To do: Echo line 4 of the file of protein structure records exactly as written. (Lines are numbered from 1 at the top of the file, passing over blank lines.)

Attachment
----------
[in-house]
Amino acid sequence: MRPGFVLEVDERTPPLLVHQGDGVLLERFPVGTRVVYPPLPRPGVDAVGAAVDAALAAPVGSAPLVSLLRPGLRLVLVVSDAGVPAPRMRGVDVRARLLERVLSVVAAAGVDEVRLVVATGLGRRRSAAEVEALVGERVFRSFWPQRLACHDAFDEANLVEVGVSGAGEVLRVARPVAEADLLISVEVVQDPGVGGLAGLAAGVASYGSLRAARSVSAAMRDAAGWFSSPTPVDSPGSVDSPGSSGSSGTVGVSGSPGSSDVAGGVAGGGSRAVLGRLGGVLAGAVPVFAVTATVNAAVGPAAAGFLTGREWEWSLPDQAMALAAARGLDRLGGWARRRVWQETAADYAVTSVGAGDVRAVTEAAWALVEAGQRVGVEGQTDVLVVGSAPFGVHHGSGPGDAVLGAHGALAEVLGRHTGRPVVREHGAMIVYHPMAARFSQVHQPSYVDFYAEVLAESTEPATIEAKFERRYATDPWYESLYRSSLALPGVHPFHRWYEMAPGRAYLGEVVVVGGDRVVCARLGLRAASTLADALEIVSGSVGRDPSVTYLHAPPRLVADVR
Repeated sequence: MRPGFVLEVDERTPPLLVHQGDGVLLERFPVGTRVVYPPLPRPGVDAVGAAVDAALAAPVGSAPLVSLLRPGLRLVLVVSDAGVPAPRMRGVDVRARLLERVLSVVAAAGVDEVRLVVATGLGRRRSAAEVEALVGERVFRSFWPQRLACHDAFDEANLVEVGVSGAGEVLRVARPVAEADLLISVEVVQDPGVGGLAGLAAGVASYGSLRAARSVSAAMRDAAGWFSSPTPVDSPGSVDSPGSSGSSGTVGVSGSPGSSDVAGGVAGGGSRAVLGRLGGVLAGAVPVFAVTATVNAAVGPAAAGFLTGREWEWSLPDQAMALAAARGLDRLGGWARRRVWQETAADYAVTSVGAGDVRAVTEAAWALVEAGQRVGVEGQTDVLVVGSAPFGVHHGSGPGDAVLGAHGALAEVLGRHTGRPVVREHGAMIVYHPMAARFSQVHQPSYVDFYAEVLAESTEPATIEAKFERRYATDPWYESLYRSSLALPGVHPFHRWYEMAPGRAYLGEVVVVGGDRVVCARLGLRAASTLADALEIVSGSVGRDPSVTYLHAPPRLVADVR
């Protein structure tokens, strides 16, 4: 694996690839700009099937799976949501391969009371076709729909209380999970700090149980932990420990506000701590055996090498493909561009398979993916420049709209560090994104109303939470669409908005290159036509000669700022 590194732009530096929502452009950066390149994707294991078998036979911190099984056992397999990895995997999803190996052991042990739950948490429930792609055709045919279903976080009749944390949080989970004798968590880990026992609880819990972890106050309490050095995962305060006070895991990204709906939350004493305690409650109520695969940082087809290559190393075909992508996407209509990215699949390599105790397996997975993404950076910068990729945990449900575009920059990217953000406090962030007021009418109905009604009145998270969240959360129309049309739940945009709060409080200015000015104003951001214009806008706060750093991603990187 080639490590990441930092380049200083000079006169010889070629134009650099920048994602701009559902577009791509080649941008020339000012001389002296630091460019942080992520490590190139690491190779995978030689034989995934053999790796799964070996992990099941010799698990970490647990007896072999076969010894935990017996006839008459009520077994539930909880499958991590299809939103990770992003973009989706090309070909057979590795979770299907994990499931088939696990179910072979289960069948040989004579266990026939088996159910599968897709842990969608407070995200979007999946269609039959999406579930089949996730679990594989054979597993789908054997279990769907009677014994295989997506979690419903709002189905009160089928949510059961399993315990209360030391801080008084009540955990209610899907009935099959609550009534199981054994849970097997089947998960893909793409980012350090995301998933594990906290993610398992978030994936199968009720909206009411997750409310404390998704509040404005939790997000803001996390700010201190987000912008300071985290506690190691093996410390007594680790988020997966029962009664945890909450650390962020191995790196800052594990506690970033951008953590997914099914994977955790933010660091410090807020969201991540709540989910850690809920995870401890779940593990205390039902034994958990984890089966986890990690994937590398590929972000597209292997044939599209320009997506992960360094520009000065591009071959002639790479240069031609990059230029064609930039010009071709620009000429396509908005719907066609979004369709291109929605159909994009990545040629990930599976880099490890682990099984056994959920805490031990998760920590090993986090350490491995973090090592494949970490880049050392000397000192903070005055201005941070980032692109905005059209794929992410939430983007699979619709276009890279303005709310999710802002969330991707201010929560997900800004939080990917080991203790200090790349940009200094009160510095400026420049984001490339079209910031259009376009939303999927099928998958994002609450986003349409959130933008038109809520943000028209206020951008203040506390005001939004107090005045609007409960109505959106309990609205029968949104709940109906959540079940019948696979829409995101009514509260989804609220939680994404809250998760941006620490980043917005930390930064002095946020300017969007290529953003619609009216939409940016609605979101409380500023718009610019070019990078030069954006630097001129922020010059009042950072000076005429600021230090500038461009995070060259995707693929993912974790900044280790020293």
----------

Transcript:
């Protein structure tokens, strides 16, 4: 694996690839700009099937799976949501391969009371076709729909209380999970700090149980932990420990506000701590055996090498493909561009398979993916420049709209560090994104109303939470669409908005290159036509000669700022 590194732009530096929502452009950066390149994707294991078998036979911190099984056992397999990895995997999803190996052991042990739950948490429930792609055709045919279903976080009749944390949080989970004798968590880990026992609880819990972890106050309490050095995962305060006070895991990204709906939350004493305690409650109520695969940082087809290559190393075909992508996407209509990215699949390599105790397996997975993404950076910068990729945990449900575009920059990217953000406090962030007021009418109905009604009145998270969240959360129309049309739940945009709060409080200015000015104003951001214009806008706060750093991603990187 080639490590990441930092380049200083000079006169010889070629134009650099920048994602701009559902577009791509080649941008020339000012001389002296630091460019942080992520490590190139690491190779995978030689034989995934053999790796799964070996992990099941010799698990970490647990007896072999076969010894935990017996006839008459009520077994539930909880499958991590299809939103990770992003973009989706090309070909057979590795979770299907994990499931088939696990179910072979289960069948040989004579266990026939088996159910599968897709842990969608407070995200979007999946269609039959999406579930089949996730679990594989054979597993789908054997279990769907009677014994295989997506979690419903709002189905009160089928949510059961399993315990209360030391801080008084009540955990209610899907009935099959609550009534199981054994849970097997089947998960893909793409980012350090995301998933594990906290993610398992978030994936199968009720909206009411997750409310404390998704509040404005939790997000803001996390700010201190987000912008300071985290506690190691093996410390007594680790988020997966029962009664945890909450650390962020191995790196800052594990506690970033951008953590997914099914994977955790933010660091410090807020969201991540709540989910850690809920995870401890779940593990205390039902034994958990984890089966986890990690994937590398590929972000597209292997044939599209320009997506992960360094520009000065591009071959002639790479240069031609990059230029064609930039010009071709620009000429396509908005719907066609979004369709291109929605159909994009990545040629990930599976880099490890682990099984056994959920805490031990998760920590090993986090350490491995973090090592494949970490880049050392000397000192903070005055201005941070980032692109905005059209794929992410939430983007699979619709276009890279303005709310999710802002969330991707201010929560997900800004939080990917080991203790200090790349940009200094009160510095400026420049984001490339079209910031259009376009939303999927099928998958994002609450986003349409959130933008038109809520943000028209206020951008203040506390005001939004107090005045609007409960109505959106309990609205029968949104709940109906959540079940019948696979829409995101009514509260989804609220939680994404809250998760941006620490980043917005930390930064002095946020300017969007290529953003619609009216939409940016609605979101409380500023718009610019070019990078030069954006630097001129922020010059009042950072000076005429600021230090500038461009995070060259995707693929993912974790900044280790020293």